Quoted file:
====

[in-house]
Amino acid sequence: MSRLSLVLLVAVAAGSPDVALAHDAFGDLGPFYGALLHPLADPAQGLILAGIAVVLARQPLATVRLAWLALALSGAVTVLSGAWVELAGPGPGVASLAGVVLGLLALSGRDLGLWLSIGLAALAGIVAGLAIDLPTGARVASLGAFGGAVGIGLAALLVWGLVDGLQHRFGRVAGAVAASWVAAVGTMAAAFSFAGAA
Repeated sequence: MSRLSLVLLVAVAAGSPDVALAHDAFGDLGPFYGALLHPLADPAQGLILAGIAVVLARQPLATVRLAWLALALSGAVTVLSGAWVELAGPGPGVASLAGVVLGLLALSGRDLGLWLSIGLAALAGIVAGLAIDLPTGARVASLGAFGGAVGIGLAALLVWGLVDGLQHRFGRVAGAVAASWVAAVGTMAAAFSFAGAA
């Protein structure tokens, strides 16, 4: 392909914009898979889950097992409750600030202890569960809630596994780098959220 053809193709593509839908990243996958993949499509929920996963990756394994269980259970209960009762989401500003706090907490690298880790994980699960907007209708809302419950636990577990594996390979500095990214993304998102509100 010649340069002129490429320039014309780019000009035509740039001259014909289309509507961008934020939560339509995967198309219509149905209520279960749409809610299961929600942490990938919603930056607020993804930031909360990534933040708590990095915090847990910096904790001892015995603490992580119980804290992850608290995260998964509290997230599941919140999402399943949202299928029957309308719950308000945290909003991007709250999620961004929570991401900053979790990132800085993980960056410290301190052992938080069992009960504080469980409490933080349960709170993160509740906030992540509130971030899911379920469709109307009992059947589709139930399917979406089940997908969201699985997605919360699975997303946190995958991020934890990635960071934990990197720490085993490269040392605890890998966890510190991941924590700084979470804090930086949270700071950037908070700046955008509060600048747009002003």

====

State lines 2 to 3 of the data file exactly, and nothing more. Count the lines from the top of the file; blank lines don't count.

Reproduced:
Amino acid sequence: MSRLSLVLLVAVAAGSPDVALAHDAFGDLGPFYGALLHPLADPAQGLILAGIAVVLARQPLATVRLAWLALALSGAVTVLSGAWVELAGPGPGVASLAGVVLGLLALSGRDLGLWLSIGLAALAGIVAGLAIDLPTGARVASLGAFGGAVGIGLAALLVWGLVDGLQHRFGRVAGAVAASWVAAVGTMAAAFSFAGAA
Repeated sequence: MSRLSLVLLVAVAAGSPDVALAHDAFGDLGPFYGALLHPLADPAQGLILAGIAVVLARQPLATVRLAWLALALSGAVTVLSGAWVELAGPGPGVASLAGVVLGLLALSGRDLGLWLSIGLAALAGIVAGLAIDLPTGARVASLGAFGGAVGIGLAALLVWGLVDGLQHRFGRVAGAVAASWVAAVGTMAAAFSFAGAA